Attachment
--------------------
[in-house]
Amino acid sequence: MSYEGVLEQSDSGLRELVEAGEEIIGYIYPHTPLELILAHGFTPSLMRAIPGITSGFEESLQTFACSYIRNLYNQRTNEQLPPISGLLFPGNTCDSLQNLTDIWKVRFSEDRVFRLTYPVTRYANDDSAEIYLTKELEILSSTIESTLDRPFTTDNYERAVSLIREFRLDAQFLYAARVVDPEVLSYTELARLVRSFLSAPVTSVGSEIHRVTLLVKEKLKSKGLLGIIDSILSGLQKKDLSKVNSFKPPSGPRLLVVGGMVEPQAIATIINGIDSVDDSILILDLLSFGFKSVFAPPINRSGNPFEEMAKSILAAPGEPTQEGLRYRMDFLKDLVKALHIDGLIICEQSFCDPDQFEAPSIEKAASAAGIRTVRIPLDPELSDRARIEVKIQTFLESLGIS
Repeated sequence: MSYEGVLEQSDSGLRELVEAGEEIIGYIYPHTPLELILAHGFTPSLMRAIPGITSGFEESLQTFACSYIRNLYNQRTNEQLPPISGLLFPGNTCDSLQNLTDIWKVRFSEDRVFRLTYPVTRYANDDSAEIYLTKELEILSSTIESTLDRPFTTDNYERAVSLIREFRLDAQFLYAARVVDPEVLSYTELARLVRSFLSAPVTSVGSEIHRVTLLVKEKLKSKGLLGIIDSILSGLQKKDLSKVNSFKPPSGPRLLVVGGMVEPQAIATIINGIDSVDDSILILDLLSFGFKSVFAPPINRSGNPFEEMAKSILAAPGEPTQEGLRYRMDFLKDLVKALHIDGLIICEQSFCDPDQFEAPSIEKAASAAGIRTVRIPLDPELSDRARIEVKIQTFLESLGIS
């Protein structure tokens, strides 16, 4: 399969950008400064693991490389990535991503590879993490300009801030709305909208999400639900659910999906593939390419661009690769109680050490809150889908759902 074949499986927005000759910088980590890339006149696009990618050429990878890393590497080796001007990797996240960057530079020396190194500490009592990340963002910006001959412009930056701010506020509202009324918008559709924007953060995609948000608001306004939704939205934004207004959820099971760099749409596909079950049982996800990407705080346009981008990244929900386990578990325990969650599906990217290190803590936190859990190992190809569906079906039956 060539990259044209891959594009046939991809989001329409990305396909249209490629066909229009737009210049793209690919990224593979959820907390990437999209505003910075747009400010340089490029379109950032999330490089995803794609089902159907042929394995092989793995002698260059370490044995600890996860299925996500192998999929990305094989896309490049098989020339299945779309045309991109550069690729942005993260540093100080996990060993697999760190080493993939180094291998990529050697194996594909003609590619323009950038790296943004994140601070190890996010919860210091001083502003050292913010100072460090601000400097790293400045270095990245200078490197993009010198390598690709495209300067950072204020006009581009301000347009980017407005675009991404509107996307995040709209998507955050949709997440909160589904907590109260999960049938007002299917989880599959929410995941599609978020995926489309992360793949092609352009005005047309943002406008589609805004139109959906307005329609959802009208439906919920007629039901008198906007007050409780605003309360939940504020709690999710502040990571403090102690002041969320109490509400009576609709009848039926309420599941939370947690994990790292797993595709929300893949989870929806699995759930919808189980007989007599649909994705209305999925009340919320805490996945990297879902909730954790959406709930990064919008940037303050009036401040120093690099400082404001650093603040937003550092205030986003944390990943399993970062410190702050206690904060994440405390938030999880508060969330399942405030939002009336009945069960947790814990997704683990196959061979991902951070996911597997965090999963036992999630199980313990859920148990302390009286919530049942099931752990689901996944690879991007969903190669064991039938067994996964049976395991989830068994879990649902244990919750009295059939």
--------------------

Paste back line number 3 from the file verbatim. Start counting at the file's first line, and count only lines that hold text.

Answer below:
Repeated sequence: MSYEGVLEQSDSGLRELVEAGEEIIGYIYPHTPLELILAHGFTPSLMRAIPGITSGFEESLQTFACSYIRNLYNQRTNEQLPPISGLLFPGNTCDSLQNLTDIWKVRFSEDRVFRLTYPVTRYANDDSAEIYLTKELEILSSTIESTLDRPFTTDNYERAVSLIREFRLDAQFLYAARVVDPEVLSYTELARLVRSFLSAPVTSVGSEIHRVTLLVKEKLKSKGLLGIIDSILSGLQKKDLSKVNSFKPPSGPRLLVVGGMVEPQAIATIINGIDSVDDSILILDLLSFGFKSVFAPPINRSGNPFEEMAKSILAAPGEPTQEGLRYRMDFLKDLVKALHIDGLIICEQSFCDPDQFEAPSIEKAASAAGIRTVRIPLDPELSDRARIEVKIQTFLESLGIS